We can clearly see that Britain has been breeding dogs since Roman times, and one of the first formal competitive dog shows was held in Newcastle in 1859 for the Pointer and Setter breeds. But it wasn’t until 1859, when Charles Darwin published On the Origin of the Species that we cared more about the breeding of dogs (making it more formal and for there to be strict breed standards).
Where would be now without our beloved pets? I have three cats, two dogs, and several other animals on the farm, possible if I lived alone, and had this many animals during the Middle Ages, I would be accused of witchcraft. Now, I am quite happy to be known as a cat lady, particularly, when I’m on a zoom call with work, and the cat’s take centre stage. I think it brings a little bit of joy to people, particularly as this lockdown is never seeming to end in the UK (stay safe everyone).
But animals are not just here in the world to act as a companion to humans, animals like dogs have a number of different roles, from ornamental to status symbol, as helpers, and as companions. Dogs can help calm people, can help guide people, and even in some cases can be used to show a person’s status depending on breed.
Still we can say that the most common reason for having a pet is companionship though – coming home to your dog at the end of a rough day can really help bring a smile to your face. A cat who chooses to sit on you can make you feel special even on your bad days. There is a huge positive effect to having a pet, and obviously it’s totally up to you if you would rather not have a pet as well.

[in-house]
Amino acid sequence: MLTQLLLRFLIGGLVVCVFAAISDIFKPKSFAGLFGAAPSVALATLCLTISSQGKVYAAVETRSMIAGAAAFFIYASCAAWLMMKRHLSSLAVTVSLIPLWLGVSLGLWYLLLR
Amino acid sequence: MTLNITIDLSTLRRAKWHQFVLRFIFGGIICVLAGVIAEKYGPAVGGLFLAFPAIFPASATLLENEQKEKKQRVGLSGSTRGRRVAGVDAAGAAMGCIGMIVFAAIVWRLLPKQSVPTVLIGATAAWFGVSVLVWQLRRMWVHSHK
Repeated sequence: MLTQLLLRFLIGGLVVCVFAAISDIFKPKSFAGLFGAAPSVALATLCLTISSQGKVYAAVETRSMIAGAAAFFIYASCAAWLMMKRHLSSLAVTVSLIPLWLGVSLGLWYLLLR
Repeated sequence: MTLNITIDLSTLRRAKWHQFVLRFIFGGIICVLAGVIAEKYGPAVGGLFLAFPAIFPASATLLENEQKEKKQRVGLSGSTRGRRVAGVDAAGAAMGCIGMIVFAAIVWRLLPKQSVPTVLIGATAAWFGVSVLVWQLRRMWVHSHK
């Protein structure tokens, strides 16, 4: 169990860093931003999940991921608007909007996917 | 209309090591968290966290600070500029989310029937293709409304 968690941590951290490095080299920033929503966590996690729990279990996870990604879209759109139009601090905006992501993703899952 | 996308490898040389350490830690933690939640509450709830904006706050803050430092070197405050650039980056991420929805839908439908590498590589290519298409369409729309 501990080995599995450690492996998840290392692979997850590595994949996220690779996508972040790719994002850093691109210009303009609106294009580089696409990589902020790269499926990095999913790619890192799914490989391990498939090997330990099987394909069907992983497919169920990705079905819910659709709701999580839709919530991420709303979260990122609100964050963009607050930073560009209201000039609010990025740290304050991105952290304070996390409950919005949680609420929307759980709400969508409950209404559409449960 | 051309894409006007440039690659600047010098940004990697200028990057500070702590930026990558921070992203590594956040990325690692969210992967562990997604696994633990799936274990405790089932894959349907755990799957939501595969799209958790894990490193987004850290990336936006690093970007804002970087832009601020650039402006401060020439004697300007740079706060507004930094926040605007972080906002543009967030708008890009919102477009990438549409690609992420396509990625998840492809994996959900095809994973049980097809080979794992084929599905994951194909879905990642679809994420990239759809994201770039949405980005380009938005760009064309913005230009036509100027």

At least now, I don’t have to worry about being accused of witchcraft, I don’t have to worry about my body being eaten by dogs when I die, and certainly it’s nice knowing that having a dog (or any animal) as a companion is a total normal thing. It seems that animals are way more trusting than humans.
So there we have it, the evolution of pets. Going from wild animals to domestic dogs, from a social status to a beloved companion. The way we think about things compared to thousands of years ago is crazy, but I think it’s fascinating seeing how much we have changed and evolved.
Let me know in the comments if you’ve learnt anything new? If not I’d love to learn more about any of your pets in your life – let’s help spread a bit of positivity during this tough time!
*Photos picked are just of cute animals – just to bring a smile to your face 😀
**I’m UK based so currently still in a lockdown, it’s frustrating particularly when I’ve barely seen my family/boyfriend since March, but here we are…. I just want to say I hope everyone is doing okay and just think we are one day closer to this all being over!